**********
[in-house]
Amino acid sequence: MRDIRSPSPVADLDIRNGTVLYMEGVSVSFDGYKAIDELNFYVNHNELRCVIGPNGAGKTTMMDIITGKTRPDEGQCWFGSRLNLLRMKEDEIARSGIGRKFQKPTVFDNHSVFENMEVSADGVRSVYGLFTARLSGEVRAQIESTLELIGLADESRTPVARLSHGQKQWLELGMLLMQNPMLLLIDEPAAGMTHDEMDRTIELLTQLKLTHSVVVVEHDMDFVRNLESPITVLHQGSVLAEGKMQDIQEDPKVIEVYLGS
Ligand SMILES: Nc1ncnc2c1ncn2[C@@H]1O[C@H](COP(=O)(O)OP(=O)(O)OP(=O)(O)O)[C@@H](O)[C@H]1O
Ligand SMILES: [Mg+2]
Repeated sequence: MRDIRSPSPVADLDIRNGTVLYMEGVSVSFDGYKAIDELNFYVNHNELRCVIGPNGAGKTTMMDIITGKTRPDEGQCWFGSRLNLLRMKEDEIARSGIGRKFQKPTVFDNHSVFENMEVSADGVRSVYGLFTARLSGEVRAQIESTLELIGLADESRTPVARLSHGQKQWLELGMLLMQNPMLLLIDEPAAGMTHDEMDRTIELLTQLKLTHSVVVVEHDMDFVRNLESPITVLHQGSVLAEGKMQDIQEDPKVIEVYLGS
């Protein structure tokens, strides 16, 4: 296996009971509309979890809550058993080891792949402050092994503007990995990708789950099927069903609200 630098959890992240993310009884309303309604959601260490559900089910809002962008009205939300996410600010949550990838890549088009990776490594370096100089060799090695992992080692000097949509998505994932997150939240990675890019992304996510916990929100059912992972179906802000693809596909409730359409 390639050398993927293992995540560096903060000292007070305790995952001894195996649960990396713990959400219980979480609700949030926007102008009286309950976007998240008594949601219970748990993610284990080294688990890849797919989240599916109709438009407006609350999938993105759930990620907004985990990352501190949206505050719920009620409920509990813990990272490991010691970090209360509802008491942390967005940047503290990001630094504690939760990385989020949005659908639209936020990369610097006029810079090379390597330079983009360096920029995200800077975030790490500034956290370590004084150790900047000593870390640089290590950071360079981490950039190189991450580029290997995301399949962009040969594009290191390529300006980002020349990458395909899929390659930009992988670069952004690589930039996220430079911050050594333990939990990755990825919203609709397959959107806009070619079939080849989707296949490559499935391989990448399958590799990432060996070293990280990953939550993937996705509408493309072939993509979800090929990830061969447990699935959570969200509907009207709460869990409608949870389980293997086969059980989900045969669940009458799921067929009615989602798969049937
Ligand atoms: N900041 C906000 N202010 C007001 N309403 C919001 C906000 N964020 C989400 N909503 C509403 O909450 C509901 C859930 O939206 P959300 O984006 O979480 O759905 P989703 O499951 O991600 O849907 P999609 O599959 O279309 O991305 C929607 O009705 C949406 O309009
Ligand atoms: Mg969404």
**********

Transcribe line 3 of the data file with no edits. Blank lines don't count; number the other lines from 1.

Ligand SMILES: Nc1ncnc2c1ncn2[C@@H]1O[C@H](COP(=O)(O)OP(=O)(O)OP(=O)(O)O)[C@@H](O)[C@H]1O